Utah's first conference game in the Pac-12 is a doozy, as they take on the program that, for much of the 21st Century, has dominated the conference.
These might not be your older brother's USC Trojans, but they're still one of the most talented programs in the country and, at home, are good enough to contend and beat most teams they line up against.
Obviously, though, that hasn't been the case recently - the Trojans have lost nine games the last two seasons, compared to just nine games over a seven year span between '02-'08. While there is talent and potential, this team is nowhere near the dominant force of the Pete Carroll era and that offers a program like Utah hope.
For the Utes, this game is all about validation and proving they belong. If they win, they instantly become the favorites in the Pac-12 South and put a great deal of other programs on notice that they're ready to make the leap.
It also will give the program national clout, as these are still the Trojans and winning in the Coliseum carries a bit of cachet with a large contingency of the media than a typical conference victory would. Even with SC perceived as being down at the moment, it's still the premier program in the second largest media market in the country and one that doesn't lose many games at home. Since 2001, when Carroll rolled into Southern Cal, the Trojans are 53-8.
But like I said, these are not Carroll's Trojans. All you have to do is look to last year, as three of their eight home losses over the past decade came in Lane Kiffin's first season. So, as unbeatable as they were in Los Angeles for so many years, that hasn't been the case recently. Even in '09, Carroll's final season there, they dropped two games at home for the first time since his first season back in '01.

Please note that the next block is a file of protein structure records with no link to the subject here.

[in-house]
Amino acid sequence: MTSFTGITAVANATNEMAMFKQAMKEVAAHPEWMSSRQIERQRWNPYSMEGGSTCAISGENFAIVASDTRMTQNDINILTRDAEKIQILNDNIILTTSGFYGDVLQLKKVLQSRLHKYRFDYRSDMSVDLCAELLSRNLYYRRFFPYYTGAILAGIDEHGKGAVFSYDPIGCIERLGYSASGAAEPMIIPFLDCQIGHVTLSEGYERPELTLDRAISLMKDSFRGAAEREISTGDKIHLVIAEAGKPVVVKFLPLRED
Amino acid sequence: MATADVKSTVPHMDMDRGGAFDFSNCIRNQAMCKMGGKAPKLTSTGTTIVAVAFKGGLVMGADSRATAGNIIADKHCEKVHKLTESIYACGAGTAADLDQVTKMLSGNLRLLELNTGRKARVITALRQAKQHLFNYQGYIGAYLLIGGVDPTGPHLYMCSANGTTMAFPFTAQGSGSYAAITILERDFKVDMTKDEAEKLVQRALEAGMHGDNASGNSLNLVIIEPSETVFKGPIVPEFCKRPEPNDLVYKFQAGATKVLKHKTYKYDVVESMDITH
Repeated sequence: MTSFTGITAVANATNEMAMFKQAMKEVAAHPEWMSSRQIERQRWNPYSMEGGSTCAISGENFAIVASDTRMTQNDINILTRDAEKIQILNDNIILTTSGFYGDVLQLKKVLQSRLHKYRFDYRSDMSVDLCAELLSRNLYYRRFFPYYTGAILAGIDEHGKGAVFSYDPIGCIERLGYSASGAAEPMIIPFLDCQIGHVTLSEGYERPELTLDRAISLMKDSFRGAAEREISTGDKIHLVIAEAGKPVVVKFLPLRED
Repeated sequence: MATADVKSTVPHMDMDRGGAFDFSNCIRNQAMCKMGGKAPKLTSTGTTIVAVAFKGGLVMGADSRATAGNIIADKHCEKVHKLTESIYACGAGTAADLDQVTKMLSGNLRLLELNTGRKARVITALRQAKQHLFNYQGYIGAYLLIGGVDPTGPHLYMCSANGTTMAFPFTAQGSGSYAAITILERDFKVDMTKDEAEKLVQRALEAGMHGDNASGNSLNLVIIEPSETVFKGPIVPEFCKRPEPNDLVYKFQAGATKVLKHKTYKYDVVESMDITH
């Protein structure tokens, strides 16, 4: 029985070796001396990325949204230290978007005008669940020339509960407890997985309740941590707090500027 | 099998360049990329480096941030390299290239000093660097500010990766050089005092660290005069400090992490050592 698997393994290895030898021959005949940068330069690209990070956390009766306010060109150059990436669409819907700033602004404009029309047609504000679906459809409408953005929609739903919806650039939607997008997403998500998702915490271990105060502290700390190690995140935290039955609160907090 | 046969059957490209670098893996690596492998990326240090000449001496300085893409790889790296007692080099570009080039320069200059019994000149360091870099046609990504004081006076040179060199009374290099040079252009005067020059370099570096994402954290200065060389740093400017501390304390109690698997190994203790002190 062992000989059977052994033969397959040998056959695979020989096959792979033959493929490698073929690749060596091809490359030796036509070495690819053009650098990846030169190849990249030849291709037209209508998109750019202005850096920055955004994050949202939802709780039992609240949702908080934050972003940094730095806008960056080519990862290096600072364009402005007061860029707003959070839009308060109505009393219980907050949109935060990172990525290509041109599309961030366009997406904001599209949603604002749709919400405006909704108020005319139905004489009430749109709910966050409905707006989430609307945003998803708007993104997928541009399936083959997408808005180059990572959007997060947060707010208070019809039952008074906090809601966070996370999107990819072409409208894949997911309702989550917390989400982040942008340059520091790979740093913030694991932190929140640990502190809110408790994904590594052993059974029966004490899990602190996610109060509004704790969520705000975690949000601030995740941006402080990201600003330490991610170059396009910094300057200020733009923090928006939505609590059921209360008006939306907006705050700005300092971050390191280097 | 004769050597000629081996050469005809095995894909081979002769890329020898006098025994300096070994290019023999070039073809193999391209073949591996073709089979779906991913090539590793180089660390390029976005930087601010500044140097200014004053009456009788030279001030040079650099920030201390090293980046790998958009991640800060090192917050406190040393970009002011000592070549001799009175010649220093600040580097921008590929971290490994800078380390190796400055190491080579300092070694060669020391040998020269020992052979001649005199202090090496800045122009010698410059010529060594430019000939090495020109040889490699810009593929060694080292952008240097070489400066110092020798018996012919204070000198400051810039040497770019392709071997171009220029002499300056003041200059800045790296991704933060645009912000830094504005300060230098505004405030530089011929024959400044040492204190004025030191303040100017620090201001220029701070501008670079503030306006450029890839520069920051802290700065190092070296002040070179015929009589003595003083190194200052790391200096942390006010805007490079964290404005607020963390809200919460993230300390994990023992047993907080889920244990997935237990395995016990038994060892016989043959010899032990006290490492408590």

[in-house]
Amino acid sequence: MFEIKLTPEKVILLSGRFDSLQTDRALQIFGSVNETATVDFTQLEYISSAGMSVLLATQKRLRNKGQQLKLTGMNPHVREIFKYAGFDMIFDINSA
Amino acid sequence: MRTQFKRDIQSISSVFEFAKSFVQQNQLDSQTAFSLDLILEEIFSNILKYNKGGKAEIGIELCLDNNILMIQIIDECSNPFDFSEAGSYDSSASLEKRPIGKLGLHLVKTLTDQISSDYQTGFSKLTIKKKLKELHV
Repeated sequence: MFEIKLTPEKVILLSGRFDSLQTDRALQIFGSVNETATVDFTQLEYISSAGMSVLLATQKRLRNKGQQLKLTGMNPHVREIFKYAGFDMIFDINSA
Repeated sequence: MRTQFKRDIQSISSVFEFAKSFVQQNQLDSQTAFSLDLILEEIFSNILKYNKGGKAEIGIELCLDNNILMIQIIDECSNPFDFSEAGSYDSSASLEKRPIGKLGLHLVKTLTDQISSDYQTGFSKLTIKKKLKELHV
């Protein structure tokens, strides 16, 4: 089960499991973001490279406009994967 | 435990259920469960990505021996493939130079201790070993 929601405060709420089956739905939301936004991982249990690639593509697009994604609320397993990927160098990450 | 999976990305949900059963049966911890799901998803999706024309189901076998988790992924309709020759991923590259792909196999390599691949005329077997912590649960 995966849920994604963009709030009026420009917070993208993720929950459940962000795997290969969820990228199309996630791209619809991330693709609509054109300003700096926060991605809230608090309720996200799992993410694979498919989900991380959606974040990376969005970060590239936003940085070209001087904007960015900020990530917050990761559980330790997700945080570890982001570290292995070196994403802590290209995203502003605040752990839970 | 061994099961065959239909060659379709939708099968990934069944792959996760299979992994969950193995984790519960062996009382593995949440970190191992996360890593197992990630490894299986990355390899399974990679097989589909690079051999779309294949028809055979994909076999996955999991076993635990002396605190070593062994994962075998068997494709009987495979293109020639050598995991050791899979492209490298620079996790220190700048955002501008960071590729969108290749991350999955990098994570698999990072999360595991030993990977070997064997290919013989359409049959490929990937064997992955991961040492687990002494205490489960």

Now we'll see if the Utes have what it takes to add another defeat to the Trojans' home record.
For that to happen, they'll need the following:
How will Utah handle the pressure?
This ain't Albuquerque, New Mexico. The Utes aren't going to roll out of the tunnel to a smattering of fans and an atmosphere more in line with a funeral mass than a football game. Even if the Trojans don't sell this game out, it still will be the biggest crowd many of these players have ever played in front of and the way they handle that pressure is going to dictate the flow of this game.
Are they going to be overwhelmed or take it in stride? Back in 2008, the Utes opened in front of 100,000-plus Michigan fans and did not wilt after fumbling a punt return and kept their composure when Michigan made an intense rally late. That was huge because, two seasons earlier, the team melted down on the road in front of a packed Rose Bowl crowd against the UCLA Bruins at the first sign of adversity.
It showed the growth Kyle Whittingham and his players had made from '06 to '08 and even though there were still eleven games remaining, I think most fans felt we had the chance to be really, really good after that game.
I'm not saying the same is on the line Saturday. But you'll learn a lot about a team by what they do on the road against a good opponent - whether it's coming out strong and building a lead (as was the case in the Sugar Bowl against Alabama, a de facto home game for the Tide) or not collapsing when the going gets tough (as was the case when the Wolverines scored first on a Utah mistake).
How will the Utes react to the crowd, the Trojan talent and the potential of trailing on the road?